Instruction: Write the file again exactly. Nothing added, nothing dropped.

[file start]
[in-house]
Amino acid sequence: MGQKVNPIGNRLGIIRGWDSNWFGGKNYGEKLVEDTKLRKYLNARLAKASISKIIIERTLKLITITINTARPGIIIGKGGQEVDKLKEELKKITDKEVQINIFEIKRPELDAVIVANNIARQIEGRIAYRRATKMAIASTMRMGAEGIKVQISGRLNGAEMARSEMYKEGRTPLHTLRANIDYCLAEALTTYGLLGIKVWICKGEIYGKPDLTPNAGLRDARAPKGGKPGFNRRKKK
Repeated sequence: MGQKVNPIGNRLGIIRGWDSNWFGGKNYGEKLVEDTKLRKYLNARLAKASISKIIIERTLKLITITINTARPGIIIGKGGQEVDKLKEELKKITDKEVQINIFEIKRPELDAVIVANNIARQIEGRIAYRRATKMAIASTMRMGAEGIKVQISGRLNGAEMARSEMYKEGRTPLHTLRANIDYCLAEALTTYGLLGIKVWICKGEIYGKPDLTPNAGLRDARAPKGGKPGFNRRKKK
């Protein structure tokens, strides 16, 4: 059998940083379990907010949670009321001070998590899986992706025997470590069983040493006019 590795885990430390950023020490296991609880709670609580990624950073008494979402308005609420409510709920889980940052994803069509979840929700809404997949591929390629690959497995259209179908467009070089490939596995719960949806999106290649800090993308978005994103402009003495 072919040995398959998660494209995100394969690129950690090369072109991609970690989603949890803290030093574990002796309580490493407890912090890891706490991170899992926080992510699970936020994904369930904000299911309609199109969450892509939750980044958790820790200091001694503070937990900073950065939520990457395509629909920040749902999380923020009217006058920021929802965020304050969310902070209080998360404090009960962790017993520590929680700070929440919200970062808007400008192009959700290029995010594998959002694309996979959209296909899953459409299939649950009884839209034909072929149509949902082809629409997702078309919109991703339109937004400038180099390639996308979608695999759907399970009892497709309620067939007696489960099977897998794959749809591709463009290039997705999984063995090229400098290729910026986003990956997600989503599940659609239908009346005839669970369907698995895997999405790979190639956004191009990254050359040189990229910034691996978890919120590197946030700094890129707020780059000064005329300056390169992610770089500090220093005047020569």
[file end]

[in-house]
Amino acid sequence: MGQKVNPIGNRLGIIRGWDSNWFGGKNYGEKLVEDTKLRKYLNARLAKASISKIIIERTLKLITITINTARPGIIIGKGGQEVDKLKEELKKITDKEVQINIFEIKRPELDAVIVANNIARQIEGRIAYRRATKMAIASTMRMGAEGIKVQISGRLNGAEMARSEMYKEGRTPLHTLRANIDYCLAEALTTYGLLGIKVWICKGEIYGKPDLTPNAGLRDARAPKGGKPGFNRRKKK
Repeated sequence: MGQKVNPIGNRLGIIRGWDSNWFGGKNYGEKLVEDTKLRKYLNARLAKASISKIIIERTLKLITITINTARPGIIIGKGGQEVDKLKEELKKITDKEVQINIFEIKRPELDAVIVANNIARQIEGRIAYRRATKMAIASTMRMGAEGIKVQISGRLNGAEMARSEMYKEGRTPLHTLRANIDYCLAEALTTYGLLGIKVWICKGEIYGKPDLTPNAGLRDARAPKGGKPGFNRRKKK
């Protein structure tokens, strides 16, 4: 059998940083379990907010949670009321001070998590899986992706025997470590069983040493006019 590795885990430390950023020490296991609880709670609580990624950073008494979402308005609420409510709920889980940052994803069509979840929700809404997949591929390629690959497995259209179908467009070089490939596995719960949806999106290649800090993308978005994103402009003495 072919040995398959998660494209995100394969690129950690090369072109991609970690989603949890803290030093574990002796309580490493407890912090890891706490991170899992926080992510699970936020994904369930904000299911309609199109969450892509939750980044958790820790200091001694503070937990900073950065939520990457395509629909920040749902999380923020009217006058920021929802965020304050969310902070209080998360404090009960962790017993520590929680700070929440919200970062808007400008192009959700290029995010594998959002694309996979959209296909899953459409299939649950009884839209034909072929149509949902082809629409997702078309919109991703339109937004400038180099390639996308979608695999759907399970009892497709309620067939007696489960099977897998794959749809591709463009290039997705999984063995090229400098290729910026986003990956997600989503599940659609239908009346005839669970369907698995895997999405790979190639956004191009990254050359040189990229910034691996978890919120590197946030700094890129707020780059000064005329300056390169992610770089500090220093005047020569």